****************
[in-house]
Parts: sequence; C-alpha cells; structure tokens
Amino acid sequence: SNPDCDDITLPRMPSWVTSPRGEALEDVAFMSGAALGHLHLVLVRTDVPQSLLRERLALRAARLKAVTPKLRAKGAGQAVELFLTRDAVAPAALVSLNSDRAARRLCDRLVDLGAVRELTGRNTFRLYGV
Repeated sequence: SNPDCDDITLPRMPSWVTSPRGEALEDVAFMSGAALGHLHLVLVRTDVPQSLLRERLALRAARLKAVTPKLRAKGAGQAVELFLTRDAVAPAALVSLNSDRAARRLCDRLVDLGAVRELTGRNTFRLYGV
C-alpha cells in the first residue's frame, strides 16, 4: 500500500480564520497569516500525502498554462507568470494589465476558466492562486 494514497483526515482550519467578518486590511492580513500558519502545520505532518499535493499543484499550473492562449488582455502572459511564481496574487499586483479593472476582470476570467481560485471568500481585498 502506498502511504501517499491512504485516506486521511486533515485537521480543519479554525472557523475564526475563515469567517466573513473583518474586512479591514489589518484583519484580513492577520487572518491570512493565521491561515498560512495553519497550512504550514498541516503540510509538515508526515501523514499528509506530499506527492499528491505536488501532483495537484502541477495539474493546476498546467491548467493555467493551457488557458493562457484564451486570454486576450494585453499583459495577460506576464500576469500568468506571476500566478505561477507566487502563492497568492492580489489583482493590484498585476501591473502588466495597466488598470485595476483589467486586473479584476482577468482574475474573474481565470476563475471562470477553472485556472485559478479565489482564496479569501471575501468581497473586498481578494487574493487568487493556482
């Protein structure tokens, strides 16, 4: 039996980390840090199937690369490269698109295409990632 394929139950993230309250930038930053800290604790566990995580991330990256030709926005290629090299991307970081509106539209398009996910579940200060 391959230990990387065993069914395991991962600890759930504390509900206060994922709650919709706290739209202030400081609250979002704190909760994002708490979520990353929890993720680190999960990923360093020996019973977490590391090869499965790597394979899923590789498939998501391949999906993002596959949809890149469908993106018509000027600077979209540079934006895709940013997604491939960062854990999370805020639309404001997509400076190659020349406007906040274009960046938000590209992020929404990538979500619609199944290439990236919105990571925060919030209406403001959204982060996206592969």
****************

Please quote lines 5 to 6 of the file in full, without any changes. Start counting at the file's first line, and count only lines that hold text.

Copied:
C-alpha cells in the first residue's frame, strides 16, 4: 500500500480564520497569516500525502498554462507568470494589465476558466492562486 494514497483526515482550519467578518486590511492580513500558519502545520505532518499535493499543484499550473492562449488582455502572459511564481496574487499586483479593472476582470476570467481560485471568500481585498 502506498502511504501517499491512504485516506486521511486533515485537521480543519479554525472557523475564526475563515469567517466573513473583518474586512479591514489589518484583519484580513492577520487572518491570512493565521491561515498560512495553519497550512504550514498541516503540510509538515508526515501523514499528509506530499506527492499528491505536488501532483495537484502541477495539474493546476498546467491548467493555467493551457488557458493562457484564451486570454486576450494585453499583459495577460506576464500576469500568468506571476500566478505561477507566487502563492497568492492580489489583482493590484498585476501591473502588466495597466488598470485595476483589467486586473479584476482577468482574475474573474481565470476563475471562470477553472485556472485559478479565489482564496479569501471575501468581497473586498481578494487574493487568487493556482
């Protein structure tokens, strides 16, 4: 039996980390840090199937690369490269698109295409990632 394929139950993230309250930038930053800290604790566990995580991330990256030709926005290629090299991307970081509106539209398009996910579940200060 391959230990990387065993069914395991991962600890759930504390509900206060994922709650919709706290739209202030400081609250979002704190909760994002708490979520990353929890993720680190999960990923360093020996019973977490590391090869499965790597394979899923590789498939998501391949999906993002596959949809890149469908993106018509000027600077979209540079934006895709940013997604491939960062854990999370805020639309404001997509400076190659020349406007906040274009960046938000590209992020929404990538979500619609199944290439990236919105990571925060919030209406403001959204982060996206592969």